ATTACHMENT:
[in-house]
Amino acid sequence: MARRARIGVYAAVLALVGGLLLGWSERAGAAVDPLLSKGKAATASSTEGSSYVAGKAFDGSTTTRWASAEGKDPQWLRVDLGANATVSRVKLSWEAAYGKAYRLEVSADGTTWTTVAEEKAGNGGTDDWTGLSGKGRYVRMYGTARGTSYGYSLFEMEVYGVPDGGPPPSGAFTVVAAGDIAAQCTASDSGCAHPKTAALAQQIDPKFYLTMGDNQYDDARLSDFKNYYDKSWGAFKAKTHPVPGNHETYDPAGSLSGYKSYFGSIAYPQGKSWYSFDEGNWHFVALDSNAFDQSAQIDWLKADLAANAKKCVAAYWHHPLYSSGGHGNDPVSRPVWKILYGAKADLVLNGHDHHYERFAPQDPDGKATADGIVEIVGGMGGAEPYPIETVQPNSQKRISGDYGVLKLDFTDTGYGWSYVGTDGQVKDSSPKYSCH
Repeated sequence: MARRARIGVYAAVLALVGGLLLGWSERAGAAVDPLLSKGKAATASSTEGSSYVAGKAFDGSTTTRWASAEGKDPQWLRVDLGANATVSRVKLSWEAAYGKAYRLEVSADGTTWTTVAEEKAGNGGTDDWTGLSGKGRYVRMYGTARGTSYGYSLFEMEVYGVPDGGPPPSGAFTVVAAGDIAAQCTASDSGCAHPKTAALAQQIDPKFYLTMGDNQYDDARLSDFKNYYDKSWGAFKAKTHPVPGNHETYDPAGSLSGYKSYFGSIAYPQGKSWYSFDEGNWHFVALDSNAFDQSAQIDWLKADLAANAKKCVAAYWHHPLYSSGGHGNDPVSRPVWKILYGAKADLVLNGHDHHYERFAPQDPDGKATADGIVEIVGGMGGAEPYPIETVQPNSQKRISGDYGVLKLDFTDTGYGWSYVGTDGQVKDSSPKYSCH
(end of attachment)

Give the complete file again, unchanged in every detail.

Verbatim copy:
[in-house]
Amino acid sequence: MARRARIGVYAAVLALVGGLLLGWSERAGAAVDPLLSKGKAATASSTEGSSYVAGKAFDGSTTTRWASAEGKDPQWLRVDLGANATVSRVKLSWEAAYGKAYRLEVSADGTTWTTVAEEKAGNGGTDDWTGLSGKGRYVRMYGTARGTSYGYSLFEMEVYGVPDGGPPPSGAFTVVAAGDIAAQCTASDSGCAHPKTAALAQQIDPKFYLTMGDNQYDDARLSDFKNYYDKSWGAFKAKTHPVPGNHETYDPAGSLSGYKSYFGSIAYPQGKSWYSFDEGNWHFVALDSNAFDQSAQIDWLKADLAANAKKCVAAYWHHPLYSSGGHGNDPVSRPVWKILYGAKADLVLNGHDHHYERFAPQDPDGKATADGIVEIVGGMGGAEPYPIETVQPNSQKRISGDYGVLKLDFTDTGYGWSYVGTDGQVKDSSPKYSCH
Repeated sequence: MARRARIGVYAAVLALVGGLLLGWSERAGAAVDPLLSKGKAATASSTEGSSYVAGKAFDGSTTTRWASAEGKDPQWLRVDLGANATVSRVKLSWEAAYGKAYRLEVSADGTTWTTVAEEKAGNGGTDDWTGLSGKGRYVRMYGTARGTSYGYSLFEMEVYGVPDGGPPPSGAFTVVAAGDIAAQCTASDSGCAHPKTAALAQQIDPKFYLTMGDNQYDDARLSDFKNYYDKSWGAFKAKTHPVPGNHETYDPAGSLSGYKSYFGSIAYPQGKSWYSFDEGNWHFVALDSNAFDQSAQIDWLKADLAANAKKCVAAYWHHPLYSSGGHGNDPVSRPVWKILYGAKADLVLNGHDHHYERFAPQDPDGKATADGIVEIVGGMGGAEPYPIETVQPNSQKRISGDYGVLKLDFTDTGYGWSYVGTDGQVKDSSPKYSCH